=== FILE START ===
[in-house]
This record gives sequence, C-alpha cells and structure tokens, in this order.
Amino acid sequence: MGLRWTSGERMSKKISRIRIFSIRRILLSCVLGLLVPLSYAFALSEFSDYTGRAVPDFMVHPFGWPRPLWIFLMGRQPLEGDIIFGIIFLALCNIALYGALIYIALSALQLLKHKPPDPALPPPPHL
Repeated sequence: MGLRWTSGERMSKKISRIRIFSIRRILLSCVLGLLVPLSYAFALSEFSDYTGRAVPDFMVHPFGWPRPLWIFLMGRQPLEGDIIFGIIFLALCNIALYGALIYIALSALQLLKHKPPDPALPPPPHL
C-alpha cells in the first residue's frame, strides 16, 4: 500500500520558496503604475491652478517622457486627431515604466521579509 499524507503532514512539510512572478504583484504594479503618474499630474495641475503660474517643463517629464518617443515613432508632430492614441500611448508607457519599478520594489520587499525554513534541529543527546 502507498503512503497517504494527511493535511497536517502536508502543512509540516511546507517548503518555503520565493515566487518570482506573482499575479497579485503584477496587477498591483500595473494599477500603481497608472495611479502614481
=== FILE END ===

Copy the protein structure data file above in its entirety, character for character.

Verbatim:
[in-house]
This record gives sequence, C-alpha cells and structure tokens, in this order.
Amino acid sequence: MGLRWTSGERMSKKISRIRIFSIRRILLSCVLGLLVPLSYAFALSEFSDYTGRAVPDFMVHPFGWPRPLWIFLMGRQPLEGDIIFGIIFLALCNIALYGALIYIALSALQLLKHKPPDPALPPPPHL
Repeated sequence: MGLRWTSGERMSKKISRIRIFSIRRILLSCVLGLLVPLSYAFALSEFSDYTGRAVPDFMVHPFGWPRPLWIFLMGRQPLEGDIIFGIIFLALCNIALYGALIYIALSALQLLKHKPPDPALPPPPHL
C-alpha cells in the first residue's frame, strides 16, 4: 500500500520558496503604475491652478517622457486627431515604466521579509 499524507503532514512539510512572478504583484504594479503618474499630474495641475503660474517643463517629464518617443515613432508632430492614441500611448508607457519599478520594489520587499525554513534541529543527546 502507498503512503497517504494527511493535511497536517502536508502543512509540516511546507517548503518555503520565493515566487518570482506573482499575479497579485503584477496587477498591483500595473494599477500603481497608472495611479502614481